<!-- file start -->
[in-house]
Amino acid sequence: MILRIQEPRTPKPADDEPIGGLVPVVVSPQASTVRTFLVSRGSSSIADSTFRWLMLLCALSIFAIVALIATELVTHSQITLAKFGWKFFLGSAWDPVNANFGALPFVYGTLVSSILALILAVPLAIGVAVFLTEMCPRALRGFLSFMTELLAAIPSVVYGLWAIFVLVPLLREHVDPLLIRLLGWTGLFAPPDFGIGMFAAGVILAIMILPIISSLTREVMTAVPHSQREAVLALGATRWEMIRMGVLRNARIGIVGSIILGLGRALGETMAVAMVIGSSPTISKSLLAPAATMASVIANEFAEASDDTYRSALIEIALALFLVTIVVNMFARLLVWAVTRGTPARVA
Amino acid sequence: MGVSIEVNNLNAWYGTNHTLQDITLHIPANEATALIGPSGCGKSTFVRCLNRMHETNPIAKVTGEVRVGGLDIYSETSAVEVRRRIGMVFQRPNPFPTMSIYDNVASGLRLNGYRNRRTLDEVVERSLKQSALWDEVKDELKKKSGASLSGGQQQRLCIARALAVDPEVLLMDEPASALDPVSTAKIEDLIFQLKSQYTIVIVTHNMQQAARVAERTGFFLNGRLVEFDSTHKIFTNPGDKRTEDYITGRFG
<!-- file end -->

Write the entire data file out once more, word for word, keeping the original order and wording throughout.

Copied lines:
[in-house]
Amino acid sequence: MILRIQEPRTPKPADDEPIGGLVPVVVSPQASTVRTFLVSRGSSSIADSTFRWLMLLCALSIFAIVALIATELVTHSQITLAKFGWKFFLGSAWDPVNANFGALPFVYGTLVSSILALILAVPLAIGVAVFLTEMCPRALRGFLSFMTELLAAIPSVVYGLWAIFVLVPLLREHVDPLLIRLLGWTGLFAPPDFGIGMFAAGVILAIMILPIISSLTREVMTAVPHSQREAVLALGATRWEMIRMGVLRNARIGIVGSIILGLGRALGETMAVAMVIGSSPTISKSLLAPAATMASVIANEFAEASDDTYRSALIEIALALFLVTIVVNMFARLLVWAVTRGTPARVA
Amino acid sequence: MGVSIEVNNLNAWYGTNHTLQDITLHIPANEATALIGPSGCGKSTFVRCLNRMHETNPIAKVTGEVRVGGLDIYSETSAVEVRRRIGMVFQRPNPFPTMSIYDNVASGLRLNGYRNRRTLDEVVERSLKQSALWDEVKDELKKKSGASLSGGQQQRLCIARALAVDPEVLLMDEPASALDPVSTAKIEDLIFQLKSQYTIVIVTHNMQQAARVAERTGFFLNGRLVEFDSTHKIFTNPGDKRTEDYITGRFG